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Redesigning play: San Mateo has big plans for its outdated Beresford Park
November 12, 2013, 05:00 AM By Samantha Weigel Daily Journal

Images courtesy of Miller Company Landscape Architects
Images/drafts of playground features that will be part of San Mateo’s redesigned Beresford Park.

With extensive community input and childhood imagination, the San Mateo Parks and Recreation Department is narrowing in on a wondrous design for the playground at Beresford Park.

In September 2012, the city began to develop plans for a playground similar to the existing layout and asked for public input. An unenthusiastic response inspired the city to seek a more innovative design and sought ideas from children at Beresford Elementary School.

With help from local fifth graders, the landscape architect firm Miller Company took the outdated 1989 play area and created a design that will enthuse visitors of all ages.

A slide mountain, monkey bars, spire towers, water features, spin city and pendulum swings were some of the unique elements now sprinkled into the chosen design. Free formed abstract play and natural materials inspire Jeffrey Miller, principal of Miller Company, and design architect of the proposed playground.

“How do we keep kids interested in coming back to the park as they grow older? … It’s a park that kids can grow into,” Miller said.

Two design options were presented with the main difference being the installation of water play features. Option two allotted for a splash pad with spigots and a creek that fills when kids use a hand pump.

Public comment was generated through meetings and an online forum. The use of aquatic features in the playground received mixed reviews. Weather conditions, the cleanliness and water waste were at the core of citizens’ concerns. Several parents related the joy their children experience with the water play structure at Ryder Park on the city’s Bayshore and thought it would be a great addition.

After thorough consideration, Parks and Recreation commissioners decided on a modified option that would only incorporate the hand pumped creek, including a filtration system and plans to reuse the water to irrigate the surrounding fields.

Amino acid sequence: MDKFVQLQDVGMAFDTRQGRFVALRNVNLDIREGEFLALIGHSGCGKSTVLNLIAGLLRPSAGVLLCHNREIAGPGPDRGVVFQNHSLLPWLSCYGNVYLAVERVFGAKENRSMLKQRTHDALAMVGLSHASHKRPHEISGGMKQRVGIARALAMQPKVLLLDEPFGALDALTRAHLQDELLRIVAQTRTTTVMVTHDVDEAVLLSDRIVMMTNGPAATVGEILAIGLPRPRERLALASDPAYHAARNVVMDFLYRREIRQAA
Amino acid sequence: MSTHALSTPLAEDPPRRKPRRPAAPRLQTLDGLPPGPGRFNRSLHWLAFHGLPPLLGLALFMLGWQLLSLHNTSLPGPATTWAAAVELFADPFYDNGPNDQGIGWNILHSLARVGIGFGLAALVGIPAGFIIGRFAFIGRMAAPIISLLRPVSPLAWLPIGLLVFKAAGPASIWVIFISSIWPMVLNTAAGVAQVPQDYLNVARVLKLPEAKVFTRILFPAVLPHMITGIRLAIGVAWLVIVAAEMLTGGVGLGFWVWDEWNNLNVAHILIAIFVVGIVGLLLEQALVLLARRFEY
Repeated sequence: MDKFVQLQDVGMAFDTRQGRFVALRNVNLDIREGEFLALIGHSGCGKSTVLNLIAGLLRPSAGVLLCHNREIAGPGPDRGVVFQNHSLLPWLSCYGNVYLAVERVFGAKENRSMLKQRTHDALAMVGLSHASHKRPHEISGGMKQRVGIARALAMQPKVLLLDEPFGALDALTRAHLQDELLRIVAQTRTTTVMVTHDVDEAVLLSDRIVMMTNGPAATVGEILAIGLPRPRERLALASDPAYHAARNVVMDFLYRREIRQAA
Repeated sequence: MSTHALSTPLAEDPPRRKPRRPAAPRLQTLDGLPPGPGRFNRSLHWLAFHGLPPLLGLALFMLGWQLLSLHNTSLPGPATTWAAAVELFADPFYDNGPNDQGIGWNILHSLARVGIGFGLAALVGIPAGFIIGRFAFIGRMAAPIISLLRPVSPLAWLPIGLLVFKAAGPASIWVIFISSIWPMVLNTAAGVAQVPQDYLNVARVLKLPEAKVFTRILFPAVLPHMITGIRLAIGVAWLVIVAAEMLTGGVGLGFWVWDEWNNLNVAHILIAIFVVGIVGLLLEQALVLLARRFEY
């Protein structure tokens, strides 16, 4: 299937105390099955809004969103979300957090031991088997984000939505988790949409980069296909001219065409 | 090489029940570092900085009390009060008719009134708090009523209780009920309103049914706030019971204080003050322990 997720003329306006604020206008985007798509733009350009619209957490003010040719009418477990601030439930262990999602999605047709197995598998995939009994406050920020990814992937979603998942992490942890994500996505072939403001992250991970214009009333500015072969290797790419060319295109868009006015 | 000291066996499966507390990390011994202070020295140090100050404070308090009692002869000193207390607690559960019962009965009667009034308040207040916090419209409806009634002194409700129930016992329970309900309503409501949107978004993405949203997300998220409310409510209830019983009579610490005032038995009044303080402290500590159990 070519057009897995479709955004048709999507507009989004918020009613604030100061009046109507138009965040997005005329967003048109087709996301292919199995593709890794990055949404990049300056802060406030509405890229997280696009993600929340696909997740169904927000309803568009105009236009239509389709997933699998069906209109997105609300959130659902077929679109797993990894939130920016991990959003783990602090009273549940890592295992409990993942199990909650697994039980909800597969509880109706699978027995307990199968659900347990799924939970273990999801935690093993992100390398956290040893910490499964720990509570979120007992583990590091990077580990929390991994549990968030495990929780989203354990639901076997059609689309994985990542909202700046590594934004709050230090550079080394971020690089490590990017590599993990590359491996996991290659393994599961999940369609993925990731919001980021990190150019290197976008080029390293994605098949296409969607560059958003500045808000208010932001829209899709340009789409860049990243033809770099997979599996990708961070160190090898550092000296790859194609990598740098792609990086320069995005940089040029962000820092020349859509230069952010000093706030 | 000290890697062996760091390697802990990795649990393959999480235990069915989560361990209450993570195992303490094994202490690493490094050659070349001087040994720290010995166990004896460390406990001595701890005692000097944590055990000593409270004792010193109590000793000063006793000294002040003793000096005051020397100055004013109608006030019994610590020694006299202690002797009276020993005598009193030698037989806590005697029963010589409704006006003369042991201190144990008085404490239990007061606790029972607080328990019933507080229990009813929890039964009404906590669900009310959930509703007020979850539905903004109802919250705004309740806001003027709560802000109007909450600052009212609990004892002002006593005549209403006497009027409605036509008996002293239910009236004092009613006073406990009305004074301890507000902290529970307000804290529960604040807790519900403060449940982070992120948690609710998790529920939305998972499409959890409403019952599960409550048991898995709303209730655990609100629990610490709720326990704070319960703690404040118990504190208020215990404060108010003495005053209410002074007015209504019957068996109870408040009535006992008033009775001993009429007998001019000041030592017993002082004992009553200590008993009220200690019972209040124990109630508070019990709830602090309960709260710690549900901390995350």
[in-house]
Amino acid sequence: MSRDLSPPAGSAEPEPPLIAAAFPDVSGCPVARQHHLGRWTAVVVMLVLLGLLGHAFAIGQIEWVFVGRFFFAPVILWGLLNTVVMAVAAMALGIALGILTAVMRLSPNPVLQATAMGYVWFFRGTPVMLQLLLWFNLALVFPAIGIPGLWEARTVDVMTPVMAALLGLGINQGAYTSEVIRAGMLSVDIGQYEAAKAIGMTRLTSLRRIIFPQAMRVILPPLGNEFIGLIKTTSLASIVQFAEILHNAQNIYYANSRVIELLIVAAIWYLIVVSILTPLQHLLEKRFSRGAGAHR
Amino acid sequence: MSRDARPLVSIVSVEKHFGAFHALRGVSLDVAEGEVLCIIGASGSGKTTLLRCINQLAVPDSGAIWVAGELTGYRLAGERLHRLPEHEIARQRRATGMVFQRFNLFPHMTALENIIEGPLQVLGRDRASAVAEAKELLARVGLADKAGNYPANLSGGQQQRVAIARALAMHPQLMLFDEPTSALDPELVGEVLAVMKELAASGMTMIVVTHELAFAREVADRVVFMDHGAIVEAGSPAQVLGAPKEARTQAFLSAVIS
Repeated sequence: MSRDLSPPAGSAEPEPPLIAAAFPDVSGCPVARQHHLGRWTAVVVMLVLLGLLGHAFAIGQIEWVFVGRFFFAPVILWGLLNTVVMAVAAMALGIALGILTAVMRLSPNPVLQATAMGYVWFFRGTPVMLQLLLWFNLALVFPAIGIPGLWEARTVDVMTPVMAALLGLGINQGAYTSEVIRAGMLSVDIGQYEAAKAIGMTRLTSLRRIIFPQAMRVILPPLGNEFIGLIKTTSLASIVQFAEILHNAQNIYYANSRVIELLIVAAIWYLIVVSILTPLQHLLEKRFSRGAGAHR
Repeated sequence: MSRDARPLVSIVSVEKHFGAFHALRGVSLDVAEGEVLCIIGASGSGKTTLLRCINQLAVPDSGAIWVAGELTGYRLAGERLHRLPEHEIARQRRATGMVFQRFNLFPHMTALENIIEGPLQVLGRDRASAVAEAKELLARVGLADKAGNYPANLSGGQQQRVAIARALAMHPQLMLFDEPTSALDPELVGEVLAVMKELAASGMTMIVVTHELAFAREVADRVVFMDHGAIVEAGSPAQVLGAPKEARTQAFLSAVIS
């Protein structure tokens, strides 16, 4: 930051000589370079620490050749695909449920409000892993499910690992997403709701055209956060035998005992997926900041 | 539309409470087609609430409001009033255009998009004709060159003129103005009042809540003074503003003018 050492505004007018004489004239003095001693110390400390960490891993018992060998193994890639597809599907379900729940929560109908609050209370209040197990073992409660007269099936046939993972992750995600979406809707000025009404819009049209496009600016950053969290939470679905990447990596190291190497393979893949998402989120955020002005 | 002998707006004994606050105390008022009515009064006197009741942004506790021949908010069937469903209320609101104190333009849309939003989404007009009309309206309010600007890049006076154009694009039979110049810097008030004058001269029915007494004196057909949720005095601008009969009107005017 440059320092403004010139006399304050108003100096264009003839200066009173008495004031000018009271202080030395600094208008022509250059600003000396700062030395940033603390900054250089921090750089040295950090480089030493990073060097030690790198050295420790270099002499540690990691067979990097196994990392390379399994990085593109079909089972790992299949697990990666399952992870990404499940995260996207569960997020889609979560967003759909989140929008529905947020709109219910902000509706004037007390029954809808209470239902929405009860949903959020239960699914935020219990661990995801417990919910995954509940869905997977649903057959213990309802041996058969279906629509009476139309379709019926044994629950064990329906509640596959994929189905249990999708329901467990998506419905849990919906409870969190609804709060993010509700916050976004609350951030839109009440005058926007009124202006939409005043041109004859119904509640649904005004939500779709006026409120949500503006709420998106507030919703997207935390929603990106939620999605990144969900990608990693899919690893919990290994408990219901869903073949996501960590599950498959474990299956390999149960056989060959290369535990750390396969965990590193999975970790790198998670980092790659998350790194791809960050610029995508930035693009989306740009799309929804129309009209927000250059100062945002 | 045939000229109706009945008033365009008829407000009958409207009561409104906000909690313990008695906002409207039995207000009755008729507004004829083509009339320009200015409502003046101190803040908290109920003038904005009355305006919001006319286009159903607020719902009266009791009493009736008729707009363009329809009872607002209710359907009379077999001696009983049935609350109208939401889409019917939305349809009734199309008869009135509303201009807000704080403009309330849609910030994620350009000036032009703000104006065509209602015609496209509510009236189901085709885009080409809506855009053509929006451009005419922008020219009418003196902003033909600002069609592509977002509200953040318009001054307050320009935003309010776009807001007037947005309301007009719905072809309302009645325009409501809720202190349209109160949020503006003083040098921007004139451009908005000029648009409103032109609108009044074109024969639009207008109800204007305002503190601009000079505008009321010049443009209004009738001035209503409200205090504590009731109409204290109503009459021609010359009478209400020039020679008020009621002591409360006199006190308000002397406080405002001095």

Recycling the water should be told as part of the park’s story so children can learn about conservation through play, Miller said.

The use of stacked natural boulders was momentarily controversial due to safety concerns, however, the rocks will be cubed, stacked and thoroughly sealed, yet still provide an organic feel, Miller said.

“We’re of the mind that we want to expose our kids to nature, not to sanitize them to it,” Miller said.

Kids spend so much time outdoors on sports teams, the idea of free form play at a park that is still challenging to younger and older kids alike is wonderful, said Reena Korb, the mother of two 5-year-old twins who live across the street from the park.

Picnic tables, shaded seating, a mosaic tunnel, rubber mound, winding net climber, sand box and a small amphitheater will be incorporated into the new park.

This signatory park comes with a hefty price tag. The city originally budgeted $1.3 million for the renovation, but the new design is estimated to cost between $2.6 million to $3 million.

The city has also budgeted for renovation of the Laurie Meadows Park; however, it is already unable to take on that project for at least a year due to staff scheduling, said Sheila Canzian, director of Parks and Recreation. Whether the city could borrow from those funds and pay it back during the next fiscal year may be an option, but it’s not ideal, Canzian said.

Both Parks and Recreation Commissioner Papia Gambelin and Canzian proposed fundraising would be plausible and believe the community would be supportive. The next step is for the department to finalize the design and costs. It may then isolate certain features of the park to ask the public for support toward or that it may remove.

Parks and Recreation Commissioner Stan Watkins was initially weary of the exotic design, but he and his fellow commissioners became enthusiastic by the presentation and discussion of the grand possibilities. Renovating this park isn’t something the city does every few years, or even every few decades, so if they’re going to invest, it should be a first-class renovation, Watkins said.

The city also moved to continue Beresford Park to be used community resource by renewing its lease with the San Mateo Garden Center at a council meeting Monday. The city receives $1 per year in exchange for the self-supporting center’s encouragement of garden clubs and horticulture organizations throughout the community.

samantha@smdailyjournal.com

(650) 344-5200 ext. 106

 

 

Tags: design, miller, water, parks, recreation, features,


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